A few courts have mentioned apparating and disapperating. The United States Court of Federal Claims used it as a metaphor to explain that goodwill is not transitory and doesn’t exist only when the company turns a profit. Deseret Management Corp. v. U.S., No. 09-273T (Fed. Cl. Aug. 22, 2013). “According to plaintiff, goodwill is a fleeting concept, here one instant and gone the next, depending upon a firm’s current profit status—much like a Harry Potter wizard who disapparates in bad times and reappears in good.” Id.

The Georgia Court of Appeals referred to disapperating more literally to explain how criminal trespass and loitering statutes must be read to avoid absurd results. Isenhower v. State, 750 S.E.2d 703, 706 (Ga. App. 2013). Before the defendant could be convicted of trespass, a defendant required “some reasonable amount of time to remove herself from the second floor of the building, reach her vehicle in the parking lot below, and drive off the school grounds.” Id. Referencing Harry Potter to make itself clearer, the court wrote “it is logical that upon being asked to leave by Edwards, Isenhower could not simply vanish into thin air, ‘disapparating’ like a character in one of J.K. Rowling’s ‘Harry Potter’ novels. (Isenhower was, after all, at Heard County High School, not Hogwarts.)” Id.

The Superior Court of Pennsylvania used apparation to explain a person’s relationship to space and time in a negligence case resulting from a car accident and the death of a pedestrian. Wright v. Eastman, 63 A.3d 281 (Pa. Super. Ct. 2013). At issue was the location of the decedent when she was struck and whether or not the driver could see her as he was driving. If the driver could only see her when she was 30 feet away, as he testified, the court was forced to ask itself whether the driver was negligent in not noticing her earlier as she “traversed the distance from one side of the road or the other to the point where she was struck” or whether she “instantly [] materialize[d] in a new location.” Id. at 293. The court explained “[i]n the world of Harry Potter, wizards refer to this mode of travel as apparition.” Id. at n.6.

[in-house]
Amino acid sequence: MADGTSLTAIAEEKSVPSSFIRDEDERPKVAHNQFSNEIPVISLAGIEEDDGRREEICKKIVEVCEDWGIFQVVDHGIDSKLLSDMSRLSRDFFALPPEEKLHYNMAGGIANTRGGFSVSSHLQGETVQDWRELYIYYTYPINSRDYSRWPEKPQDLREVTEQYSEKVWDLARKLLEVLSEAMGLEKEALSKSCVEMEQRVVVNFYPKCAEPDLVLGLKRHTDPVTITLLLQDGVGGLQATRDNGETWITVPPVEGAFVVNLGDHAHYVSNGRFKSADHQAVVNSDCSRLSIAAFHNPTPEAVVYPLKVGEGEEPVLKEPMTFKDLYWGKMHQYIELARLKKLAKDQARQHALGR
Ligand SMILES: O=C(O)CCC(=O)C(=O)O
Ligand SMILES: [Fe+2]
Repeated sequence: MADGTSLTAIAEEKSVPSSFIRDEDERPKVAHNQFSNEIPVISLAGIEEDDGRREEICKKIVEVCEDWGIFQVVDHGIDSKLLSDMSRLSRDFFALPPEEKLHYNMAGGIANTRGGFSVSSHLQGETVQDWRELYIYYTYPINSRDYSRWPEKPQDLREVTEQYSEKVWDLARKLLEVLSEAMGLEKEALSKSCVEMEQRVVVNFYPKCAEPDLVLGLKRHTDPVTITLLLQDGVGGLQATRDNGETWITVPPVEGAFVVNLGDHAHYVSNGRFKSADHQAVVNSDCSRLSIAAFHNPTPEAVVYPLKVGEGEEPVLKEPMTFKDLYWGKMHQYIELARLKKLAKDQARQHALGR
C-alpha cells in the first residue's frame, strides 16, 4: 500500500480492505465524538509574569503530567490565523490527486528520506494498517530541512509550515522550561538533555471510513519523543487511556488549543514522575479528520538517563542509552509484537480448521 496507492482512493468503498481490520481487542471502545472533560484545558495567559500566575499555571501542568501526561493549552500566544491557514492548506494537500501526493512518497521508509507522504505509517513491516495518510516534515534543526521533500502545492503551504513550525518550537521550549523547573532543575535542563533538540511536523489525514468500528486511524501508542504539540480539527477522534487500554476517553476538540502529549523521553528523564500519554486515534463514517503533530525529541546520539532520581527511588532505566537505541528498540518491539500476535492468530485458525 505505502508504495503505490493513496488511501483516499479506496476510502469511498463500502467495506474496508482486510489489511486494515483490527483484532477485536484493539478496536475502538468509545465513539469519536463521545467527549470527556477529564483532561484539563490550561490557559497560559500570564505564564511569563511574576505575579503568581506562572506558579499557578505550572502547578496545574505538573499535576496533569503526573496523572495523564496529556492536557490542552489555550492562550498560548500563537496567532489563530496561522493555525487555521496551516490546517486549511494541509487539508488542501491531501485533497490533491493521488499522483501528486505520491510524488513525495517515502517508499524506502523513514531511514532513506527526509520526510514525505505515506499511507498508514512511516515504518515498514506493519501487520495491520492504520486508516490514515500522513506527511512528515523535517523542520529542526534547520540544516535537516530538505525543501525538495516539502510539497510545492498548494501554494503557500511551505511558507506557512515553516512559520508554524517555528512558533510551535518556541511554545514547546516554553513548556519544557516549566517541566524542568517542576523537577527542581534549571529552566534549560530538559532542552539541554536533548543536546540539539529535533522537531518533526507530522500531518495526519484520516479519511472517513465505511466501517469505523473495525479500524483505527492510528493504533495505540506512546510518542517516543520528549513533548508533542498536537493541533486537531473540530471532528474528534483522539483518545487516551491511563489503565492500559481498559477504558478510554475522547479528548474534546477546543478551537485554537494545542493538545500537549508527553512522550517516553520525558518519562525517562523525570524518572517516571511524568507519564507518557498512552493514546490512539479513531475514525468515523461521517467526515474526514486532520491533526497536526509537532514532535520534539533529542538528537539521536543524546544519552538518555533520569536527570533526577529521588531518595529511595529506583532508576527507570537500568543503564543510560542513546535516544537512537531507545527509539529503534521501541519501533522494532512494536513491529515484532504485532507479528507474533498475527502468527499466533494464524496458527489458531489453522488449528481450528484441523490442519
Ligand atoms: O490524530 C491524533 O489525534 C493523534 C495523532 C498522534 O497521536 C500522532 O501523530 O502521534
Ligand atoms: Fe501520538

A few times, cases have presented fact that nearly put judges under the imperious curse, compelling them to make a Harry Potter reference. Such was the case in Wyrostek v. Nash, where the plaintiffs lived at 4 Privet Drive, the address of Harry’s non-magical family and “the very last place you would expect astonishing things to happen.” Wyrostek v. Nash, 984 F.Supp.2d 22, 24 (2013) (D.R.I. 2013) (quoting J.K. Rowling, Harry Potter and the Sorcerer’s Stone 17 (Scholastic Press 1997)). The court felt the need to point out that the facts of this case took place “squarely in the Muggle [non-magical] World.” Id. at n.1.

Making a slightly more tenuous connection—and being all the more entertaining for it—in Barneck v. Utah Dept’t of Transp., the facts mentioned “mile marker 46.5.” Barneck v. Utah Dep’t of Transp., 353 P.3d 140, 142 n.1 (UT 2015). Incredulous, the Court remarked “[w]e are unsure of what to make of that formulation, as we suppose that a ‘mile marker’ is in fact a mile marker and not a half-mile marker, and see no indication in the record or elsewhere that UDOT uses half-mile markers.” Id. They compared their disbelief to that of Harry’s muggle family upon learning about Platform 9 3/4, the place at the train station where young witches and wizards catch the train to their school Hogwarts. Id.

Finally, I find myself moved by the judge who discussed Harry Potter in chambers with a shy child who was the subject of a suit under the Hague Convention. In re Koc, 181 F.Supp.2d 136, 144 n.10 (E.D.N.Y. 2001). The judge notes that he was not wearing his “judicial robe” during the conversation, leaving the reader to wonder if he was wearing a different kind of robe, such as wizard robes the characters in the books wear. Id.